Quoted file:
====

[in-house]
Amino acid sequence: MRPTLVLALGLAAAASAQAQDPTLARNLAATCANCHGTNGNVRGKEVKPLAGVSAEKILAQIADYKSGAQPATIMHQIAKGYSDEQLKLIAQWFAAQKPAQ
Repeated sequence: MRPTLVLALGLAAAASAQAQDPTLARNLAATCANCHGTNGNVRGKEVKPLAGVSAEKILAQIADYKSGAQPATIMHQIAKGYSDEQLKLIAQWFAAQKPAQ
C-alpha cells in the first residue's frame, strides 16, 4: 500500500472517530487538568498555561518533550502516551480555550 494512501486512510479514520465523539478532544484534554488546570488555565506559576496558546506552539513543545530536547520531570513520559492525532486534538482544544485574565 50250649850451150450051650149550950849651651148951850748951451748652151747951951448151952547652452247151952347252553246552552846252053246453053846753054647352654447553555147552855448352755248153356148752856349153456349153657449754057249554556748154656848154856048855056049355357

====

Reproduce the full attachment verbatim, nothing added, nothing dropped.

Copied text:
[in-house]
Amino acid sequence: MRPTLVLALGLAAAASAQAQDPTLARNLAATCANCHGTNGNVRGKEVKPLAGVSAEKILAQIADYKSGAQPATIMHQIAKGYSDEQLKLIAQWFAAQKPAQ
Repeated sequence: MRPTLVLALGLAAAASAQAQDPTLARNLAATCANCHGTNGNVRGKEVKPLAGVSAEKILAQIADYKSGAQPATIMHQIAKGYSDEQLKLIAQWFAAQKPAQ
C-alpha cells in the first residue's frame, strides 16, 4: 500500500472517530487538568498555561518533550502516551480555550 494512501486512510479514520465523539478532544484534554488546570488555565506559576496558546506552539513543545530536547520531570513520559492525532486534538482544544485574565 50250649850451150450051650149550950849651651148951850748951451748652151747951951448151952547652452247151952347252553246552552846252053246453053846753054647352654447553555147552855448352755248153356148752856349153456349153657449754057249554556748154656848154856048855056049355357